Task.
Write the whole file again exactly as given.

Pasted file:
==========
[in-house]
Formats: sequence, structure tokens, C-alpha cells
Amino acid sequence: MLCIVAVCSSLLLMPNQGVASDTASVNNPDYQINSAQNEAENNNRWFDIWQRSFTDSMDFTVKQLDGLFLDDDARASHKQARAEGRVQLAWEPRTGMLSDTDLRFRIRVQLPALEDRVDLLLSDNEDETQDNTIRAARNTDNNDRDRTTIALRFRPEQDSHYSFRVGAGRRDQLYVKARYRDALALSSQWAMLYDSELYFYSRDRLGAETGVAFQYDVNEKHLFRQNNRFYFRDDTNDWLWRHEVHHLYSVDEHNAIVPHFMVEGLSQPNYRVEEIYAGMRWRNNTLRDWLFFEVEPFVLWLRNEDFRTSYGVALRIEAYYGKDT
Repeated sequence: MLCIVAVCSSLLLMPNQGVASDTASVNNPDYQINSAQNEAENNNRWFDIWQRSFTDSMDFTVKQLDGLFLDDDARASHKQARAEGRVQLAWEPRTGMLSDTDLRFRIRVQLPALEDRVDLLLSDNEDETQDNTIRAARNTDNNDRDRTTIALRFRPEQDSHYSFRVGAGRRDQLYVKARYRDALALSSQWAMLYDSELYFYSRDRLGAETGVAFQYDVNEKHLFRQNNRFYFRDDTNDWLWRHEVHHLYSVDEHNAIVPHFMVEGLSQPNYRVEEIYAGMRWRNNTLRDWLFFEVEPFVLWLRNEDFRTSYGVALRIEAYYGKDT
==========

[in-house]
Formats: sequence, structure tokens, C-alpha cells
Amino acid sequence: MLCIVAVCSSLLLMPNQGVASDTASVNNPDYQINSAQNEAENNNRWFDIWQRSFTDSMDFTVKQLDGLFLDDDARASHKQARAEGRVQLAWEPRTGMLSDTDLRFRIRVQLPALEDRVDLLLSDNEDETQDNTIRAARNTDNNDRDRTTIALRFRPEQDSHYSFRVGAGRRDQLYVKARYRDALALSSQWAMLYDSELYFYSRDRLGAETGVAFQYDVNEKHLFRQNNRFYFRDDTNDWLWRHEVHHLYSVDEHNAIVPHFMVEGLSQPNYRVEEIYAGMRWRNNTLRDWLFFEVEPFVLWLRNEDFRTSYGVALRIEAYYGKDT
Repeated sequence: MLCIVAVCSSLLLMPNQGVASDTASVNNPDYQINSAQNEAENNNRWFDIWQRSFTDSMDFTVKQLDGLFLDDDARASHKQARAEGRVQLAWEPRTGMLSDTDLRFRIRVQLPALEDRVDLLLSDNEDETQDNTIRAARNTDNNDRDRTTIALRFRPEQDSHYSFRVGAGRRDQLYVKARYRDALALSSQWAMLYDSELYFYSRDRLGAETGVAFQYDVNEKHLFRQNNRFYFRDDTNDWLWRHEVHHLYSVDEHNAIVPHFMVEGLSQPNYRVEEIYAGMRWRNNTLRDWLFFEVEPFVLWLRNEDFRTSYGVALRIEAYYGKDT